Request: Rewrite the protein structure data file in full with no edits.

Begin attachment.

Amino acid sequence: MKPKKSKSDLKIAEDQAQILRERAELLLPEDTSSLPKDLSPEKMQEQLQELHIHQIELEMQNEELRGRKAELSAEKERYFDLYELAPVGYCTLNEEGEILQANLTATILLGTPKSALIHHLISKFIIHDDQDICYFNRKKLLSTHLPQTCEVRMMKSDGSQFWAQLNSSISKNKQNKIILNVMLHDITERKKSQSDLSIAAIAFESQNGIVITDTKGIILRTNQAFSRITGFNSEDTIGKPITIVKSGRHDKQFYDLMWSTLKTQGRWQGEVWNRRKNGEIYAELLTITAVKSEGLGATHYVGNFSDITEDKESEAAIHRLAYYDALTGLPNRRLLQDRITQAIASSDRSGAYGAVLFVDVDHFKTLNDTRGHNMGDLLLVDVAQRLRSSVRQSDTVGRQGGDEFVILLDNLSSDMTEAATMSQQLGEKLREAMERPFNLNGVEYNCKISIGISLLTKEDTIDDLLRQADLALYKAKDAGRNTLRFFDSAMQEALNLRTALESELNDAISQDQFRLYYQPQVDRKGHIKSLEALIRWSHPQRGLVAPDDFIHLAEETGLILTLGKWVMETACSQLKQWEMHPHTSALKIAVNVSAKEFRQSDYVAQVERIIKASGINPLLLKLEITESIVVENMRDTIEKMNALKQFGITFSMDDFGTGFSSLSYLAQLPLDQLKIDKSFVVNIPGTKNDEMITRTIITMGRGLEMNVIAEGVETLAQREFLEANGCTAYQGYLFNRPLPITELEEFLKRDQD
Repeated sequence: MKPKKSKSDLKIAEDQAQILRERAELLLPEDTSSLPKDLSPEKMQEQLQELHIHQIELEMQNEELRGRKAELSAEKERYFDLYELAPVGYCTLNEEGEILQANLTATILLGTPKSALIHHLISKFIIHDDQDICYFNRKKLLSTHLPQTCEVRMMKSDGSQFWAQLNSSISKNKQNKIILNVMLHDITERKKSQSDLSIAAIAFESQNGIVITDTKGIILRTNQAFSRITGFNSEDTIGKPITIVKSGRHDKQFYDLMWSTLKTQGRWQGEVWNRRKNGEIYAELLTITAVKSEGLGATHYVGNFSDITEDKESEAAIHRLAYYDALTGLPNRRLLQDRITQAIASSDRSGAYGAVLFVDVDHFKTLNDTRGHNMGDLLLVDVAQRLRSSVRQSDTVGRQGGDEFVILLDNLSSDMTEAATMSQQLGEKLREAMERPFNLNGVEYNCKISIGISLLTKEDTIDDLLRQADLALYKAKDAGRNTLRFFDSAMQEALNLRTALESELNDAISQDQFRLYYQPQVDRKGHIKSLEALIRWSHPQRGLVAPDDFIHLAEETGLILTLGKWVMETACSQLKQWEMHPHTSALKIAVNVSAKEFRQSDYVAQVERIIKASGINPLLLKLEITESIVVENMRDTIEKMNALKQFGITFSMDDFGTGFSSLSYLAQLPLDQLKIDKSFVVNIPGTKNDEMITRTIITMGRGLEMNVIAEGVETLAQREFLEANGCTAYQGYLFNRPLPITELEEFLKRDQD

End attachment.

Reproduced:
Amino acid sequence: MKPKKSKSDLKIAEDQAQILRERAELLLPEDTSSLPKDLSPEKMQEQLQELHIHQIELEMQNEELRGRKAELSAEKERYFDLYELAPVGYCTLNEEGEILQANLTATILLGTPKSALIHHLISKFIIHDDQDICYFNRKKLLSTHLPQTCEVRMMKSDGSQFWAQLNSSISKNKQNKIILNVMLHDITERKKSQSDLSIAAIAFESQNGIVITDTKGIILRTNQAFSRITGFNSEDTIGKPITIVKSGRHDKQFYDLMWSTLKTQGRWQGEVWNRRKNGEIYAELLTITAVKSEGLGATHYVGNFSDITEDKESEAAIHRLAYYDALTGLPNRRLLQDRITQAIASSDRSGAYGAVLFVDVDHFKTLNDTRGHNMGDLLLVDVAQRLRSSVRQSDTVGRQGGDEFVILLDNLSSDMTEAATMSQQLGEKLREAMERPFNLNGVEYNCKISIGISLLTKEDTIDDLLRQADLALYKAKDAGRNTLRFFDSAMQEALNLRTALESELNDAISQDQFRLYYQPQVDRKGHIKSLEALIRWSHPQRGLVAPDDFIHLAEETGLILTLGKWVMETACSQLKQWEMHPHTSALKIAVNVSAKEFRQSDYVAQVERIIKASGINPLLLKLEITESIVVENMRDTIEKMNALKQFGITFSMDDFGTGFSSLSYLAQLPLDQLKIDKSFVVNIPGTKNDEMITRTIITMGRGLEMNVIAEGVETLAQREFLEANGCTAYQGYLFNRPLPITELEEFLKRDQD
Repeated sequence: MKPKKSKSDLKIAEDQAQILRERAELLLPEDTSSLPKDLSPEKMQEQLQELHIHQIELEMQNEELRGRKAELSAEKERYFDLYELAPVGYCTLNEEGEILQANLTATILLGTPKSALIHHLISKFIIHDDQDICYFNRKKLLSTHLPQTCEVRMMKSDGSQFWAQLNSSISKNKQNKIILNVMLHDITERKKSQSDLSIAAIAFESQNGIVITDTKGIILRTNQAFSRITGFNSEDTIGKPITIVKSGRHDKQFYDLMWSTLKTQGRWQGEVWNRRKNGEIYAELLTITAVKSEGLGATHYVGNFSDITEDKESEAAIHRLAYYDALTGLPNRRLLQDRITQAIASSDRSGAYGAVLFVDVDHFKTLNDTRGHNMGDLLLVDVAQRLRSSVRQSDTVGRQGGDEFVILLDNLSSDMTEAATMSQQLGEKLREAMERPFNLNGVEYNCKISIGISLLTKEDTIDDLLRQADLALYKAKDAGRNTLRFFDSAMQEALNLRTALESELNDAISQDQFRLYYQPQVDRKGHIKSLEALIRWSHPQRGLVAPDDFIHLAEETGLILTLGKWVMETACSQLKQWEMHPHTSALKIAVNVSAKEFRQSDYVAQVERIIKASGINPLLLKLEITESIVVENMRDTIEKMNALKQFGITFSMDDFGTGFSSLSYLAQLPLDQLKIDKSFVVNIPGTKNDEMITRTIITMGRGLEMNVIAEGVETLAQREFLEANGCTAYQGYLFNRPLPITELEEFLKRDQD